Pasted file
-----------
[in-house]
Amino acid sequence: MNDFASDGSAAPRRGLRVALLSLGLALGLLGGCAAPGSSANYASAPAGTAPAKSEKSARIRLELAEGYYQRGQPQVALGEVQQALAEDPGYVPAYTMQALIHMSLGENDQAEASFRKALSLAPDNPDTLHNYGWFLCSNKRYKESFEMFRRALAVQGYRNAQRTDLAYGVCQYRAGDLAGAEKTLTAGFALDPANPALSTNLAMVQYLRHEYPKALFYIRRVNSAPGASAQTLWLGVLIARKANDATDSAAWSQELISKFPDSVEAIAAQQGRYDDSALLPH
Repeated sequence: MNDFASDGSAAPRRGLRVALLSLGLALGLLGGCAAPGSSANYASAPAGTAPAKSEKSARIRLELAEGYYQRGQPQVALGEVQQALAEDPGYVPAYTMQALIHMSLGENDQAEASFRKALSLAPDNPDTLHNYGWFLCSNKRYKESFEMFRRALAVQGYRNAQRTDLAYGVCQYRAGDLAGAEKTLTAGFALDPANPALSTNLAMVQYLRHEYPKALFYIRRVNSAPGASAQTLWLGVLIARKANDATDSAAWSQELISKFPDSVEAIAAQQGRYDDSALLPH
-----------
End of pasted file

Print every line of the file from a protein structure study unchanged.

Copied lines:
[in-house]
Amino acid sequence: MNDFASDGSAAPRRGLRVALLSLGLALGLLGGCAAPGSSANYASAPAGTAPAKSEKSARIRLELAEGYYQRGQPQVALGEVQQALAEDPGYVPAYTMQALIHMSLGENDQAEASFRKALSLAPDNPDTLHNYGWFLCSNKRYKESFEMFRRALAVQGYRNAQRTDLAYGVCQYRAGDLAGAEKTLTAGFALDPANPALSTNLAMVQYLRHEYPKALFYIRRVNSAPGASAQTLWLGVLIARKANDATDSAAWSQELISKFPDSVEAIAAQQGRYDDSALLPH
Repeated sequence: MNDFASDGSAAPRRGLRVALLSLGLALGLLGGCAAPGSSANYASAPAGTAPAKSEKSARIRLELAEGYYQRGQPQVALGEVQQALAEDPGYVPAYTMQALIHMSLGENDQAEASFRKALSLAPDNPDTLHNYGWFLCSNKRYKESFEMFRRALAVQGYRNAQRTDLAYGVCQYRAGDLAGAEKTLTAGFALDPANPALSTNLAMVQYLRHEYPKALFYIRRVNSAPGASAQTLWLGVLIARKANDATDSAAWSQELISKFPDSVEAIAAQQGRYDDSALLPH